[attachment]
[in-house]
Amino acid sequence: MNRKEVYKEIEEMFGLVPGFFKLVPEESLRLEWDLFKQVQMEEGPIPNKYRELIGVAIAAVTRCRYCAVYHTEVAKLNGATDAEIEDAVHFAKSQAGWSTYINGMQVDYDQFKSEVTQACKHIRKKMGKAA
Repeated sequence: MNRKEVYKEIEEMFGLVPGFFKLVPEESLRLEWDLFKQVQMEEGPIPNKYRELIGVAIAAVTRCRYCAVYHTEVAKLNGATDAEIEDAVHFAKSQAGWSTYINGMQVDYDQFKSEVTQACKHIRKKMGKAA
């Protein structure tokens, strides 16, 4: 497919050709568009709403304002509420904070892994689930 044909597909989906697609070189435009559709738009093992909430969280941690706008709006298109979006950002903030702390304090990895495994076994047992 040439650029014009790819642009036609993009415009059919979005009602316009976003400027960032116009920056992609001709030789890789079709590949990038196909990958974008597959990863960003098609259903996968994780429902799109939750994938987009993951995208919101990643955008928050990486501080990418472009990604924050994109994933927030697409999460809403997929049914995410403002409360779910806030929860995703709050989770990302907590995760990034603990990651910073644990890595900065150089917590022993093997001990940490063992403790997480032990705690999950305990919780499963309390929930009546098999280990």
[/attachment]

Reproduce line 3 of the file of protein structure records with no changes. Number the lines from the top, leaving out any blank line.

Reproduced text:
Repeated sequence: MNRKEVYKEIEEMFGLVPGFFKLVPEESLRLEWDLFKQVQMEEGPIPNKYRELIGVAIAAVTRCRYCAVYHTEVAKLNGATDAEIEDAVHFAKSQAGWSTYINGMQVDYDQFKSEVTQACKHIRKKMGKAA